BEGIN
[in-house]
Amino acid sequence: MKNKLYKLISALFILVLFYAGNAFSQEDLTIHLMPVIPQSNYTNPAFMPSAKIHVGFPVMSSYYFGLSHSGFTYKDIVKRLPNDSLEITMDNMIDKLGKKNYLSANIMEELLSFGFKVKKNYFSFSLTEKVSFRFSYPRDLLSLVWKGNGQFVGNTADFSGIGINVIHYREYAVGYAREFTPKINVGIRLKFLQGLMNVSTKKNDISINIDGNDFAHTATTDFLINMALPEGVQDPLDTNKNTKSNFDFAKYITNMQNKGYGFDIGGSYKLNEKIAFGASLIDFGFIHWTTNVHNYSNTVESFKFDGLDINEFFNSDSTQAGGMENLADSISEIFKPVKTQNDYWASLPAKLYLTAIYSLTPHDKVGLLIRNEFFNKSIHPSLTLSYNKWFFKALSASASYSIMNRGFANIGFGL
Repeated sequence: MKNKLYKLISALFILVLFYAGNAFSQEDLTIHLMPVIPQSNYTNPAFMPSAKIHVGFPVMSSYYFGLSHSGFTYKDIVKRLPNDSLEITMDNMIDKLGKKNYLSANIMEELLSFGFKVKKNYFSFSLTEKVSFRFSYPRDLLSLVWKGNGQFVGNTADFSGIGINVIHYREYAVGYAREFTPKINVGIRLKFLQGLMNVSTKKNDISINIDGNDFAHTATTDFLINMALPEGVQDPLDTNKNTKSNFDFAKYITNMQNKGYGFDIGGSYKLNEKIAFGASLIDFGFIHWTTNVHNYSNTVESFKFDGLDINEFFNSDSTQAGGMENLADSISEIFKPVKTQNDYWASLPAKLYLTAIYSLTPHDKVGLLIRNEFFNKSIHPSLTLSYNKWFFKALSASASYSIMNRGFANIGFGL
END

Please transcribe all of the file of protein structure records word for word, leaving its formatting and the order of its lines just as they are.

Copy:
[in-house]
Amino acid sequence: MKNKLYKLISALFILVLFYAGNAFSQEDLTIHLMPVIPQSNYTNPAFMPSAKIHVGFPVMSSYYFGLSHSGFTYKDIVKRLPNDSLEITMDNMIDKLGKKNYLSANIMEELLSFGFKVKKNYFSFSLTEKVSFRFSYPRDLLSLVWKGNGQFVGNTADFSGIGINVIHYREYAVGYAREFTPKINVGIRLKFLQGLMNVSTKKNDISINIDGNDFAHTATTDFLINMALPEGVQDPLDTNKNTKSNFDFAKYITNMQNKGYGFDIGGSYKLNEKIAFGASLIDFGFIHWTTNVHNYSNTVESFKFDGLDINEFFNSDSTQAGGMENLADSISEIFKPVKTQNDYWASLPAKLYLTAIYSLTPHDKVGLLIRNEFFNKSIHPSLTLSYNKWFFKALSASASYSIMNRGFANIGFGL
Repeated sequence: MKNKLYKLISALFILVLFYAGNAFSQEDLTIHLMPVIPQSNYTNPAFMPSAKIHVGFPVMSSYYFGLSHSGFTYKDIVKRLPNDSLEITMDNMIDKLGKKNYLSANIMEELLSFGFKVKKNYFSFSLTEKVSFRFSYPRDLLSLVWKGNGQFVGNTADFSGIGINVIHYREYAVGYAREFTPKINVGIRLKFLQGLMNVSTKKNDISINIDGNDFAHTATTDFLINMALPEGVQDPLDTNKNTKSNFDFAKYITNMQNKGYGFDIGGSYKLNEKIAFGASLIDFGFIHWTTNVHNYSNTVESFKFDGLDINEFFNSDSTQAGGMENLADSISEIFKPVKTQNDYWASLPAKLYLTAIYSLTPHDKVGLLIRNEFFNKSIHPSLTLSYNKWFFKALSASASYSIMNRGFANIGFGL